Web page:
New Delhi: Indian boxer Nikhat Zareen lived up to the expectations as she clinched the coveted gold in the flyweight (52kg) division with a facile 5-0 win over Thailand’s Jitpong Jutamas in the final of the Women’s World Championship in Istanbul on Thursday.
Capping off a stupendous campaign that saw her dominate all her rivals, the Telangana boxer out-punched her Thai opponent to win via unanimous verdict with judges scoring the bout 30-27, 29-28, 29-28, 30-27, 29-28 in her favour.
“I didn’t expect to win (by such a big margin) in the final. I wanted to win unanimously,” Zareen told reporters later.
“My aim was to play the first two round so that I win by unanimous decision and then relax in the third but I got a spilt decision score in the final so I had to go all out in the third round,” she added.
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With this win, Zareen, a 2019 Asian Championship bronze medallist, became only the fifth Indian boxer to be crowned world champion.
Six-time-champion Mary Kom (2002, 2005, 2006, 2008, 2010, and 2018), Sarita Devi (2006), Jenny RL (2006), and Lekha KC (2006) are the other pugilists who have won the world title.
This is India’s first gold medal in four years. Mary Kom (48kg) had won the last title in 2018.
Incidentally, it was the legendary Mary Kom who had participated in the flyweight category in the 2019 edition of the tournament.
Zareen had been refused a trial by the Boxing Federation of India (BFI), which decided to go by Mary Kom’s consistent performances while making the choice and the Manipuri claimed her eighth world medal, a bronze.
The 25-year-old Zareen produced some beautiful combinations of punches to outclass Jutamas.
Jutamas had a better start of the two but Zareen soon made up and took the upper hand. The first round was fought on an even keel but Zareen’s blows were more powerful and her punches were eye-catching.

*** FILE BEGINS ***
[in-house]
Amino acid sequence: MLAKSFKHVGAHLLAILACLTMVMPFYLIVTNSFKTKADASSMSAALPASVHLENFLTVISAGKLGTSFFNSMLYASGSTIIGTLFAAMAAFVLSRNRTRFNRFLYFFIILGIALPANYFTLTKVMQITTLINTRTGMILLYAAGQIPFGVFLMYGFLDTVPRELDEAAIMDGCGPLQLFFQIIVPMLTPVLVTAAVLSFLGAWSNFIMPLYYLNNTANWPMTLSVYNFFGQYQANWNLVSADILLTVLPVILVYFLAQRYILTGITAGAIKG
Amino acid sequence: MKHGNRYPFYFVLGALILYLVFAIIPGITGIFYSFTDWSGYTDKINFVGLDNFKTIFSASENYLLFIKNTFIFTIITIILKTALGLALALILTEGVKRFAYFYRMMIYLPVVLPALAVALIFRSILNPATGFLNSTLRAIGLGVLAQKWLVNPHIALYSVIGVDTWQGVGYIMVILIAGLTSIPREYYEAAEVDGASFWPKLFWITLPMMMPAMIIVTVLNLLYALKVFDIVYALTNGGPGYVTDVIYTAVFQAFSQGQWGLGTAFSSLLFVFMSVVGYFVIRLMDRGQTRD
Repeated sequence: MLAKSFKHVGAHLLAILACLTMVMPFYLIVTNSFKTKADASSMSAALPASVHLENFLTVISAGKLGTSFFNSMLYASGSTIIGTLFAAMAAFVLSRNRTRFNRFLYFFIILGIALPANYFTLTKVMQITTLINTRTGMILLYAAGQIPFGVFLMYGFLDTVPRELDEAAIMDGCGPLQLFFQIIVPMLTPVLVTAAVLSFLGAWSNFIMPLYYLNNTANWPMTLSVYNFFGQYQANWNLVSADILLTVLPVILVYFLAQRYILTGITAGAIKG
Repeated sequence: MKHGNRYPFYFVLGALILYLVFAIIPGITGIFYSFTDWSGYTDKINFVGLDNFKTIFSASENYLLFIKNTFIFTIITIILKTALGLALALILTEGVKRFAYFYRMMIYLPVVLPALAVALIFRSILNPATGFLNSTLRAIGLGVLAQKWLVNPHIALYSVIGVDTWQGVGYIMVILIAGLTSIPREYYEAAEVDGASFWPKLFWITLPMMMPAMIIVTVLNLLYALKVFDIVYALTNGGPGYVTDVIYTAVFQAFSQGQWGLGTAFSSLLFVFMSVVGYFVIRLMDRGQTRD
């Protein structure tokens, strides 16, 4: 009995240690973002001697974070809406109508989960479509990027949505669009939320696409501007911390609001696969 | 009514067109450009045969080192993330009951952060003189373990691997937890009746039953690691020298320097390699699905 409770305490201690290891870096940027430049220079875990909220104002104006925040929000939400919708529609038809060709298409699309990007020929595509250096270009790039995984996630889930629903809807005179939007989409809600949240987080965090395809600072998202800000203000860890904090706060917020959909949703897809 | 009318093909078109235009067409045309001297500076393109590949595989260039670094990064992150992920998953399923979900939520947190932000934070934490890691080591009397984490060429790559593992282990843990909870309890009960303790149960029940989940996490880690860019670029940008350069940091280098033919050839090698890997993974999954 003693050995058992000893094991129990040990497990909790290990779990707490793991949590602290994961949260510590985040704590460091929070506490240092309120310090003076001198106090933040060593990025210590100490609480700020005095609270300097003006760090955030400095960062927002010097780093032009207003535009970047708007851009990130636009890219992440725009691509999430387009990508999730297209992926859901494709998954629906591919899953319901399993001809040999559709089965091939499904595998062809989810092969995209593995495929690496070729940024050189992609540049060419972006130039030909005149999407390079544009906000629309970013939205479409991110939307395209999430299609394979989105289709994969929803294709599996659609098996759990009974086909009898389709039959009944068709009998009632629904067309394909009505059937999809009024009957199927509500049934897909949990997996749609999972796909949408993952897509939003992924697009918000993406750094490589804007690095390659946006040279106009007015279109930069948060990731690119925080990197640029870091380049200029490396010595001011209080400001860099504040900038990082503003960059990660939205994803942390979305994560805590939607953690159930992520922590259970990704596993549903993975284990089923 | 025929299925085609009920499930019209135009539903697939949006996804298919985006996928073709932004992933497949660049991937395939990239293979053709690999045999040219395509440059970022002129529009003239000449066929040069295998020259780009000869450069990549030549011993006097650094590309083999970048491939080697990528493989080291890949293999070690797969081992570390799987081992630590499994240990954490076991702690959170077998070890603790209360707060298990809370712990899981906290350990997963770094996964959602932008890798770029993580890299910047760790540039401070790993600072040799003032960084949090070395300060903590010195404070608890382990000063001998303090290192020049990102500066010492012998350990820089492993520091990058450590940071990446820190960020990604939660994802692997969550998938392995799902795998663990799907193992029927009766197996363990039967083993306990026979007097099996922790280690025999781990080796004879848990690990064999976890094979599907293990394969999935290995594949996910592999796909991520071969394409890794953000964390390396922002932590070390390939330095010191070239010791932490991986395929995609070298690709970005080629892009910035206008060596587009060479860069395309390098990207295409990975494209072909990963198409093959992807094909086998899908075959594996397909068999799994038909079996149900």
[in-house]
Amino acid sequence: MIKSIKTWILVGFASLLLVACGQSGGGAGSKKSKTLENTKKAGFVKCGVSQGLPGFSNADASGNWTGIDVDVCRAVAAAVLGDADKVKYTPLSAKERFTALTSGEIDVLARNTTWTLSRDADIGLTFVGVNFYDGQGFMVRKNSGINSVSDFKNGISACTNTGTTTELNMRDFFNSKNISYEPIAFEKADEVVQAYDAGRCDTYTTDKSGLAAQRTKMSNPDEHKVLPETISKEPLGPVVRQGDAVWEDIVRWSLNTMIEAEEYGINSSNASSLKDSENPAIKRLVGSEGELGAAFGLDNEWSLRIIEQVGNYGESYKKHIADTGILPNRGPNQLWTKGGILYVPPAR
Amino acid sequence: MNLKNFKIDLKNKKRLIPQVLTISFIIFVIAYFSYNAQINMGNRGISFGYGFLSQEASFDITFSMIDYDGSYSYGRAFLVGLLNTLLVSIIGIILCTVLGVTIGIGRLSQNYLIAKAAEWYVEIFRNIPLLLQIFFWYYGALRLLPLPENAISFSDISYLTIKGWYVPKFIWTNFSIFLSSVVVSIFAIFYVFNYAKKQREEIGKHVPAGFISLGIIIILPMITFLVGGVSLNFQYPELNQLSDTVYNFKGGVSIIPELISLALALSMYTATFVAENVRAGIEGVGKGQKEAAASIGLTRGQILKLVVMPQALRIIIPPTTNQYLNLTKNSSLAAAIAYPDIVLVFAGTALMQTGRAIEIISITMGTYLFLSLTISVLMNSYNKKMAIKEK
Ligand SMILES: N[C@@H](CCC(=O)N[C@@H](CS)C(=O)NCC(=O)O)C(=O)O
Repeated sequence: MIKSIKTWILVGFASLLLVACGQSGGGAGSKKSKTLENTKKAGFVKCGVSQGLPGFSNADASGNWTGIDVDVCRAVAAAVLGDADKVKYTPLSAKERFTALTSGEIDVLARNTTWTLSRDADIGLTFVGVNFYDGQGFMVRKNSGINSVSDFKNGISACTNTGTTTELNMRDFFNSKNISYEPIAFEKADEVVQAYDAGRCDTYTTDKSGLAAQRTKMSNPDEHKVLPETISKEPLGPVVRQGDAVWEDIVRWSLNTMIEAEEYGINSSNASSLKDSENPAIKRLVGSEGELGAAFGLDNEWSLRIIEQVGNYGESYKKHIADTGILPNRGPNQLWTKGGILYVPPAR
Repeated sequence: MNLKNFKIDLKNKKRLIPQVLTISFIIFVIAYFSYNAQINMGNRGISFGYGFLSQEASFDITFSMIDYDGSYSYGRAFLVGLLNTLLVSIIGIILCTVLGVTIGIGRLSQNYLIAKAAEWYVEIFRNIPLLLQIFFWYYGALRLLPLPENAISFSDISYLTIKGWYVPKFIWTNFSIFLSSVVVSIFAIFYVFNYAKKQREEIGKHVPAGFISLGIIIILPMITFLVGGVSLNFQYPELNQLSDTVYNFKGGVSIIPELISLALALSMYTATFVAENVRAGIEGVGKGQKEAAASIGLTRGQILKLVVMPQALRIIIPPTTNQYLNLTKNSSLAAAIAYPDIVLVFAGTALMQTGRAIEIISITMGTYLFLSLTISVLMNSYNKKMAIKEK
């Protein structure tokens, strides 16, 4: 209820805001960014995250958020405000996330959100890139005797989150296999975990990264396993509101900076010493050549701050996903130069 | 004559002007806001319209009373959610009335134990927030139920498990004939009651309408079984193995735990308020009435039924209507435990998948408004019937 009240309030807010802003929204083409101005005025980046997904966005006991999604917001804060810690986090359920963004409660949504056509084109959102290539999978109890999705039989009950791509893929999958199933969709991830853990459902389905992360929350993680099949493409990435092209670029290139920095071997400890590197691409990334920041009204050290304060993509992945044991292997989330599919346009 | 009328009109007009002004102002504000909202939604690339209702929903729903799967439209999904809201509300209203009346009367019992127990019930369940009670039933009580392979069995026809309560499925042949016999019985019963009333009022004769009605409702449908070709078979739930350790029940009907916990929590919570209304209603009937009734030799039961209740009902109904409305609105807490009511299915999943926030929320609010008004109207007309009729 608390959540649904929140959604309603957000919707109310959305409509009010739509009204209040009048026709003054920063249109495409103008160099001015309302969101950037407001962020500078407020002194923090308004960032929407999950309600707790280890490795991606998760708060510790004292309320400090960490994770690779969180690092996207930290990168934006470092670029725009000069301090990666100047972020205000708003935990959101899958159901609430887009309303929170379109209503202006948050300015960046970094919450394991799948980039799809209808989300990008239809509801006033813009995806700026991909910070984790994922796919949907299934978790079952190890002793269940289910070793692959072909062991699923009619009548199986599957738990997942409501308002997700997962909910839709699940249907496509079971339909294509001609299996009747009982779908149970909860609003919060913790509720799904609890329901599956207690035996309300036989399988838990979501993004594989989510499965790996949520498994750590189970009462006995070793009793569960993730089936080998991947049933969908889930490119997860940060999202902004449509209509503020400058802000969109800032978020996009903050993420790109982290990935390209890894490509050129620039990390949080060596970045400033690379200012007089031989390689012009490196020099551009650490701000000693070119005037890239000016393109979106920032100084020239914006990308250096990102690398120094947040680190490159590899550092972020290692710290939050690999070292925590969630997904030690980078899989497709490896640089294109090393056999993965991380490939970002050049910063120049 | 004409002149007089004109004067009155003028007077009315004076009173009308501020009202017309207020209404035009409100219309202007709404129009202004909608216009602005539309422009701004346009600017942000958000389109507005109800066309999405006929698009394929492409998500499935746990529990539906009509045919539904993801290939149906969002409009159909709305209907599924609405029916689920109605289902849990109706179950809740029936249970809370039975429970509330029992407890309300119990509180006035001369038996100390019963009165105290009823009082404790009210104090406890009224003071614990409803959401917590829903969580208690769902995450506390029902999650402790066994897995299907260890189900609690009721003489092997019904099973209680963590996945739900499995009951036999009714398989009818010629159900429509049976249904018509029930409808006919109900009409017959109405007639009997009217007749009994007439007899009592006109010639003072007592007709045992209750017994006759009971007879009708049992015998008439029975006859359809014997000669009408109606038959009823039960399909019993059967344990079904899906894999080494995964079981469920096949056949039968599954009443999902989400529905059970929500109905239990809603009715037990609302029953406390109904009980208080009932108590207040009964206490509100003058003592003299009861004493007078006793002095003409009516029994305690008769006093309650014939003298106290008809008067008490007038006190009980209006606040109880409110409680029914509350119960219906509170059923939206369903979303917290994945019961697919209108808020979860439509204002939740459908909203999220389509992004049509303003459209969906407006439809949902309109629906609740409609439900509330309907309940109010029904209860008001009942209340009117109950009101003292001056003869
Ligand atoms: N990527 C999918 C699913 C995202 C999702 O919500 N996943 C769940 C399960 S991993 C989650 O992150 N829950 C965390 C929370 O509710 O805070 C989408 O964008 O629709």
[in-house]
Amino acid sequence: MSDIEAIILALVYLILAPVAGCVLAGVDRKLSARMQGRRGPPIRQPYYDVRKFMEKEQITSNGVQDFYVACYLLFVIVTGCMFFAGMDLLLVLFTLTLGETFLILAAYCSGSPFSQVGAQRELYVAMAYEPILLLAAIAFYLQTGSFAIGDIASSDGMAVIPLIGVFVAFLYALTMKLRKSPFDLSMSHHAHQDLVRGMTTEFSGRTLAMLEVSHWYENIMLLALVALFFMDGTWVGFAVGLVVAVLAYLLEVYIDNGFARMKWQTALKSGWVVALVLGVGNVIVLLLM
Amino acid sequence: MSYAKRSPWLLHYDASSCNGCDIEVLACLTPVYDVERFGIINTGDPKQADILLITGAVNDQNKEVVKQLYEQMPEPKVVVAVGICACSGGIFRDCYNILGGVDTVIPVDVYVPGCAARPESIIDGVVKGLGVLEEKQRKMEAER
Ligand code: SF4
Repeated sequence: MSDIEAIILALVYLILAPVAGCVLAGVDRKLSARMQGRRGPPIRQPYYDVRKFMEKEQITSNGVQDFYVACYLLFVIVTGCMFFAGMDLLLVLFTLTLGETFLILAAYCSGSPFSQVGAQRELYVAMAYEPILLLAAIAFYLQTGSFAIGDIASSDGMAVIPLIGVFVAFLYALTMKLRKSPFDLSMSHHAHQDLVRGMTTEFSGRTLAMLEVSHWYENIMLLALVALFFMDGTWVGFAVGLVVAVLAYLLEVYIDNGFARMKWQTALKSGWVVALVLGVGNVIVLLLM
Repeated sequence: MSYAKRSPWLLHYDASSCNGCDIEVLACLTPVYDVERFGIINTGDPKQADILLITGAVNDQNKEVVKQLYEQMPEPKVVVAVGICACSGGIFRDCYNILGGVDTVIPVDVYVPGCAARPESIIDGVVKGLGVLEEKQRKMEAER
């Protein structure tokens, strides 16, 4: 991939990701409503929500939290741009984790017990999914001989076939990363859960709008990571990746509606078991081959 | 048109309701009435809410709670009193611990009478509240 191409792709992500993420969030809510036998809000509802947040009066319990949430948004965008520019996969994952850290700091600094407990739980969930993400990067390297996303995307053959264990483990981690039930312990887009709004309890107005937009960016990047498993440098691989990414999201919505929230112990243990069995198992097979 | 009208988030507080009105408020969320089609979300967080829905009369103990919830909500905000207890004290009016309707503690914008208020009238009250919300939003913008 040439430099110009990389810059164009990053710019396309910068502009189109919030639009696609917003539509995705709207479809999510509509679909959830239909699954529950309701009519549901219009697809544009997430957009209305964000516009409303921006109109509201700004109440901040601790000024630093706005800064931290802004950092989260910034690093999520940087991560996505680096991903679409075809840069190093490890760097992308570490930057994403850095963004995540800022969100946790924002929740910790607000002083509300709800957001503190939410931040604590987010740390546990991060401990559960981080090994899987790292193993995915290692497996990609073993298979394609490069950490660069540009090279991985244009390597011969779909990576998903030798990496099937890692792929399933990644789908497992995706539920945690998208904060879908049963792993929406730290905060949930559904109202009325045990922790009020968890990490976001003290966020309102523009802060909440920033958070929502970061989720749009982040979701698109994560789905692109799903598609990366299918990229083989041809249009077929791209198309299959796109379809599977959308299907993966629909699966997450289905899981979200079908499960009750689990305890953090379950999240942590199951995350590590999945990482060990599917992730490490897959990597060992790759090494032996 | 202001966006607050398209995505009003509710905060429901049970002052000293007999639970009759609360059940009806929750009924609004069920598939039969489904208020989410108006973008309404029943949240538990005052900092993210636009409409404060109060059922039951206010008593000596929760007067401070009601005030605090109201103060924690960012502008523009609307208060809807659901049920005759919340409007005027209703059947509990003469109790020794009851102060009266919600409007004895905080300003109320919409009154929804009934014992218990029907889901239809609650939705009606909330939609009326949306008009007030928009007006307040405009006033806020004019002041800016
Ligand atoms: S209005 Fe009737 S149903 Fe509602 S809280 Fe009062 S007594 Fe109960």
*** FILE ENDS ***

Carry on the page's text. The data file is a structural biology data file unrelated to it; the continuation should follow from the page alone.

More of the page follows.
The Indian took the first round comfortably but Jutamas made a strong comeback in the second.
The Thai boxer took advantage of her longer reach as she countered Zareen’s attacks from a distance, while landing punches herself.
There was very little separating the two boxers but strength proved to be a key factor as Zareen used her powerful right hand and came up with beautiful combinations in the final round to seal the deal.
As the winner was announced Zareen was overcome by emotion and she jumped with glee and couldn’t hold back her tears.
“I was thinking about my parents. They were the only ones with me during my bad time. I’m happy to win a medal for them.”
Talking about her career-threatening injury Zareen said “In 2017, I dislocated my shoulder, I had to go under surgery and then I didn’t take part in any competition for a year. I wasn’t at my peak in 2018 so I missed the big tournaments.
“But I didn’t give and after the comeback in 2019 haven’t looked back. I have taken all competitions as an opportunity and I believed in myself.”
Zareen will now be preparing for the Commonwealth Games trial for which she will have to drop her weight and come down to 50kgs.
This is Zareen’s second victory over Jutamas. She had got the better of the Thai boxer at the Thailand Open back in 2019 as well.
The Hyderabad pugilist has been in stellar form this year. She became the first Indian woman boxer to claim two gold medals at the prestigious Strandja Memorial in February.
Apart from Zareen’s gold, Manisha Moun (57kg) and debutant Parveen Hooda (63kg) will return home with bronze medals.
“Winning a medal at the worlds is always a dream and Nikhat could achieve it so early is extremely commendable. We, at BFI, are proud that our boxers have not only made all of us proud but each of their boxing journeys is inspiring for the upcoming generations,” Boxing Federation of India President Ajay Singh said.
A 12-member Indian contingent participated in the competition. While the medal haul has decreased by one, an Indian has been crowned world champion after four years.
India’s best performance in the event remains the one in 2006 when the country snared eight medals, including four gold, one silver, and three bronze.
India now have won 39 medals, including 10 golds, eight silver, and 21 bronze in the Women’s World Championships.